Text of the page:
• The heater core
  • The blower motor/fan
  • Heater hoses
  • A heater control valve
  • The HVAC control panel inside the car

Each of those components interacts with the coolant, the thermostat, the radiator, the heater core, and the water pump. As the engine warms up, it creates heat. Most of the heat will exit through the exhaust system. 

Any remaining build-up that remains inside the engine casting is transferred to the coolant. Once the thermostat opens, the coolant is allowed to cool the system by circulating throughout the engine. This removes the excess heat that did not exit through the exhaust and sends it to the radiator as it circulates through the heater core.

From there, it is distributed into the cabin of the car where it warms the interior as you have the heater controls set, with the fan blowing it through the vents. Car heater repairs can be needed with any of the components that malfunction or totally quit. 

So, what would cause the heater to stop working in a car?

There can be a number of reasons why your car heater is not blowing air. Some of the normal reasons car heaters repairs are needed: 

  • Thermostat is Faulty: One of the most common car heater problems is a faulty thermostat. They become stuck closed or open, making it unable to let the built up heat from the engine flow through as described above. 
  • Low Antifreeze: This is the second-most common issue mechanics find when working on car heater repairs. When the antifreeze level drops too low, the heated fluid can’t get to the heater core, and the cabin of the car won’t warm up. 
  • Faulty Heater Fan: If the blower motor on the fan isn’t working the heated air from the antifreeze isn’t going to be distributed throughout the cabin. 
  • Faulty Blower Motor Resistor: A broken blower motor will not allow the fan speed to work properly, maybe keep it from working at all.
  • Clogged Heater Core: This isn’t as common a heater repair need as the aforementioned items, but debris and particulates that get into the coolant system can clog the heater core. This debris and particles can come from a rusted radiator. The only heater repair for this is to try flushing the radiator or replacing the component.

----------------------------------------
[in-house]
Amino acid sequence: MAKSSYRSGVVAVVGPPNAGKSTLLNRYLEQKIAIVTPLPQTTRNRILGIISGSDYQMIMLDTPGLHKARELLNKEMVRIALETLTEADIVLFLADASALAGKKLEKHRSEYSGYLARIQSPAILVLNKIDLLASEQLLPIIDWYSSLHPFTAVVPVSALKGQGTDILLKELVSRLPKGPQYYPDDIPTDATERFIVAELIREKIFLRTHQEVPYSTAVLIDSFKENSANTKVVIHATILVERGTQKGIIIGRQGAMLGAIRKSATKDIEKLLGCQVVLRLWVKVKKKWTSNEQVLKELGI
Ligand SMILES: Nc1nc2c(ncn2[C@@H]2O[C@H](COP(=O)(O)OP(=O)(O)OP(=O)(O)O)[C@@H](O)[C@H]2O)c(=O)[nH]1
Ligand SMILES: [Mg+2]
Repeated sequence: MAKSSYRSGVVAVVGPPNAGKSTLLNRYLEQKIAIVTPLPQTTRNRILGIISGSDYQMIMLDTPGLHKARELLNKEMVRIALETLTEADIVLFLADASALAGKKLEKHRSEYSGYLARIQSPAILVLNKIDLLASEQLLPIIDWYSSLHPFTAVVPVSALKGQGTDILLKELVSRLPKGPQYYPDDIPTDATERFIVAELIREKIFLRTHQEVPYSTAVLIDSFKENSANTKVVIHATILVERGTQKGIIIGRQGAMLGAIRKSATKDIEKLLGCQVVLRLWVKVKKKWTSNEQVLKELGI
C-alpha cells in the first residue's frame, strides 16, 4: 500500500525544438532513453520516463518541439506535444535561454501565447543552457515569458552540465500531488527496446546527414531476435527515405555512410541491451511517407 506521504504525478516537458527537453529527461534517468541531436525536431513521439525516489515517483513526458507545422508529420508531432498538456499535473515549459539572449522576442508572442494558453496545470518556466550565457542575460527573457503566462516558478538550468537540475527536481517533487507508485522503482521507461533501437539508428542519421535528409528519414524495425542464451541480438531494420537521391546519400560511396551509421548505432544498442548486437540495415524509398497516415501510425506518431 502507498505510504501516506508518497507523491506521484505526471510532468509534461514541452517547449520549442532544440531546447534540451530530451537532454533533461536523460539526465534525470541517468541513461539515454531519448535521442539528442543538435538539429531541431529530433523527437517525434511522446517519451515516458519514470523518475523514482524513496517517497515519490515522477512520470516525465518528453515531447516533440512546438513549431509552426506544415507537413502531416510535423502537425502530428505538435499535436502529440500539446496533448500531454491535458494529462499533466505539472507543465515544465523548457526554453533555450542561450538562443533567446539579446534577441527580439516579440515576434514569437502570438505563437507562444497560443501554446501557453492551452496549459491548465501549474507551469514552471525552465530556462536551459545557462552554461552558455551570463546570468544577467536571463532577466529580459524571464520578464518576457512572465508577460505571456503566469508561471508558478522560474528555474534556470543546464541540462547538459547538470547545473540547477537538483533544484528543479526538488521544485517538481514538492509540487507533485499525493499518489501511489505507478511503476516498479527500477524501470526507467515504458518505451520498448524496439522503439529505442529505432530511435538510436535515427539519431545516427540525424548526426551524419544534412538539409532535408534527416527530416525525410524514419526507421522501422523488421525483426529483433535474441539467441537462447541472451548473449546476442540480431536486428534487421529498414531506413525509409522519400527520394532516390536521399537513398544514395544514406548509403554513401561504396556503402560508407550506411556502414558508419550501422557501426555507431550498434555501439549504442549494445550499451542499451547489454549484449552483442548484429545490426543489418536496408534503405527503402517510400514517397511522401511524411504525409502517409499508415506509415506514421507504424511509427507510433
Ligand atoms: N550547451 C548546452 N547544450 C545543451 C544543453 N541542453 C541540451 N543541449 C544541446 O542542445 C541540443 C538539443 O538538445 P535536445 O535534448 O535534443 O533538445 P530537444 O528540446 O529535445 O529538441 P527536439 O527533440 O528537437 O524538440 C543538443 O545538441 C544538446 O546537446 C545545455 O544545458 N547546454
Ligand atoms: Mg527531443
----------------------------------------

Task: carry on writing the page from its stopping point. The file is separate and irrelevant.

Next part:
• Leaking Radiator: If the radiator has a leak, it will keep the antifreeze from reaching the heater core and cool the engine. This can cause the engine to overheat and damage it to the point of needing a new engine. 
  • HVAC Controls: Over time the buttons, knobs, or touchscreen can malfunction or quit working. This can keep the heating system from working properly. 
  • Blow Fuses or Faulty Wiring: As with the HVAC controls, the car heater isn’t going to work properly (or not at all) if the wiring is broken or has a short. 

What is a car heater core?

A key part of your car heater working is the heater core. This component looks like the radiator but is smaller. The antifreeze coolant that is in the actual radiator is circulated through the small tubes and radiates heat from the engine throughout the cabin. Heater repairs are often getting the heater core unclogged or replaced. 

Why does my car heater not work when idling?

In most cases, when a car heater isn’t working and is taken to a mechanic, they find the heater repair was nothing more than adding antifreeze coolant to the radiator. As we described earlier, it is the heat from the engine that is needed to make the car heater work.  It needs the antifreeze coolant to move the heat that doesn’t go through the exhaust to the heater core and into the car cabin. 

How much does it cost to fix a heater in a car?

It can vary from make and model of the car and the problem found by the mechanic that performs the heater repair.  For example, the heater core or the radiator may need replacement, or the wiring may need replacement, or you could be dealing with any of the issues we’ve discussed. Most car heater repairs will start around $300 and reach up to $1000. 

temperature control knob in a car

Ending This Article With A Last Question